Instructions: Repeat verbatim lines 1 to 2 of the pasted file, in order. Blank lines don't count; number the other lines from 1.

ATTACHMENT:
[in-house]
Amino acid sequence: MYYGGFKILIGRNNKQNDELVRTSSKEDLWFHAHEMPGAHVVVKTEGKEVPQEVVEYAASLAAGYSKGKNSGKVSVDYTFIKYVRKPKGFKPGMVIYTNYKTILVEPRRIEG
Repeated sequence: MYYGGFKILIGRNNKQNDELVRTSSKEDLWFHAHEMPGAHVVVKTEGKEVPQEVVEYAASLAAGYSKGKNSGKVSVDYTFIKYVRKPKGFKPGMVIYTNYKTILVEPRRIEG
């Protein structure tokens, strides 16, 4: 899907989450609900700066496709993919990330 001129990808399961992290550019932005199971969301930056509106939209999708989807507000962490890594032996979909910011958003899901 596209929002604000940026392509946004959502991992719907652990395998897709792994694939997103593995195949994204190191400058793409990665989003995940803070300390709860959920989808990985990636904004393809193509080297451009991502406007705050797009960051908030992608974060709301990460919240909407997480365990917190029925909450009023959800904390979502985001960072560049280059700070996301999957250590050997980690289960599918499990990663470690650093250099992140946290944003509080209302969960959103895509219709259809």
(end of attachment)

[in-house]
Amino acid sequence: MYYGGFKILIGRNNKQNDELVRTSSKEDLWFHAHEMPGAHVVVKTEGKEVPQEVVEYAASLAAGYSKGKNSGKVSVDYTFIKYVRKPKGFKPGMVIYTNYKTILVEPRRIEG